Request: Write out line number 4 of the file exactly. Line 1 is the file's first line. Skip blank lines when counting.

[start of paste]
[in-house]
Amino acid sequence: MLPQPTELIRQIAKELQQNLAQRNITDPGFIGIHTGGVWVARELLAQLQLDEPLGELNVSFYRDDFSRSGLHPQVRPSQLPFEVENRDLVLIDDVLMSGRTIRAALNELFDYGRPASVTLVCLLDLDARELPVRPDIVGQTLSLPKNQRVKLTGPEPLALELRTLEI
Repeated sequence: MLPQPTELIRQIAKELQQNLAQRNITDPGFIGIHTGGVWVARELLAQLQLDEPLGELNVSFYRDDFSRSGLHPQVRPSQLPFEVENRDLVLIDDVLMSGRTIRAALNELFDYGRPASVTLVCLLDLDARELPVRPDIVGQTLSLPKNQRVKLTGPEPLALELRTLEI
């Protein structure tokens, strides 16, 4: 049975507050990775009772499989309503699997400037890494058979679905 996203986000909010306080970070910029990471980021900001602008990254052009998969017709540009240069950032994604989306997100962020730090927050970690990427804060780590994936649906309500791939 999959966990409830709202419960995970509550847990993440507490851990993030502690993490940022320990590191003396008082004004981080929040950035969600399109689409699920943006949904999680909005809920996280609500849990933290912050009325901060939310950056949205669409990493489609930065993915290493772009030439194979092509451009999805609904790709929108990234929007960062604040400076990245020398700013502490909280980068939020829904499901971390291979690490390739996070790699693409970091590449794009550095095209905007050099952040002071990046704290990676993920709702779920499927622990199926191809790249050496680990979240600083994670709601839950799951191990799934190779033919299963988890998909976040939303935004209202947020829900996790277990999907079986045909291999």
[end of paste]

């Protein structure tokens, strides 16, 4: 049975507050990775009772499989309503699997400037890494058979679905 996203986000909010306080970070910029990471980021900001602008990254052009998969017709540009240069950032994604989306997100962020730090927050970690990427804060780590994936649906309500791939 999959966990409830709202419960995970509550847990993440507490851990993030502690993490940022320990590191003396008082004004981080929040950035969600399109689409699920943006949904999680909005809920996280609500849990933290912050009325901060939310950056949205669409990493489609930065993915290493772009030439194979092509451009999805609904790709929108990234929007960062604040400076990245020398700013502490909280980068939020829904499901971390291979690490390739996070790699693409970091590449794009550095095209905007050099952040002071990046704290990676993920709702779920499927622990199926191809790249050496680990979240600083994670709601839950799951191990799934190779033919299963988890998909976040939303935004209202947020829900996790277990999907079986045909291999």